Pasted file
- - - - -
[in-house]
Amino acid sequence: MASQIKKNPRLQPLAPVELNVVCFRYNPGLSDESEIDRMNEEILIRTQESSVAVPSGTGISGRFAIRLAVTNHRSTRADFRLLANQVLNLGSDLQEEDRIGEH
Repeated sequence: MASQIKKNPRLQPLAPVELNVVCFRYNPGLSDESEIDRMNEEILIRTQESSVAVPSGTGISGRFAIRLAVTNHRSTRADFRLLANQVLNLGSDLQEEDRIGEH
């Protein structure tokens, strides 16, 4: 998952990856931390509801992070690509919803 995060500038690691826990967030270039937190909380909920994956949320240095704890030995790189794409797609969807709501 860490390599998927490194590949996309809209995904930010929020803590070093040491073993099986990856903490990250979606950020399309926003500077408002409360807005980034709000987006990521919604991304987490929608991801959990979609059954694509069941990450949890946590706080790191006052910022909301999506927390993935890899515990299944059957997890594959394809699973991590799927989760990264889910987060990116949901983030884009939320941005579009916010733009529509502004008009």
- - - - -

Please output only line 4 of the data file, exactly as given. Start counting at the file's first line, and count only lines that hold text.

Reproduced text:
């Protein structure tokens, strides 16, 4: 998952990856931390509801992070690509919803 995060500038690691826990967030270039937190909380909920994956949320240095704890030995790189794409797609969807709501 860490390599998927490194590949996309809209995904930010929020803590070093040491073993099986990856903490990250979606950020399309926003500077408002409360807005980034709000987006990521919604991304987490929608991801959990979609059954694509069941990450949890946590706080790191006052910022909301999506927390993935890899515990299944059957997890594959394809699973991590799927989760990264889910987060990116949901983030884009939320941005579009916010733009529509502004008009």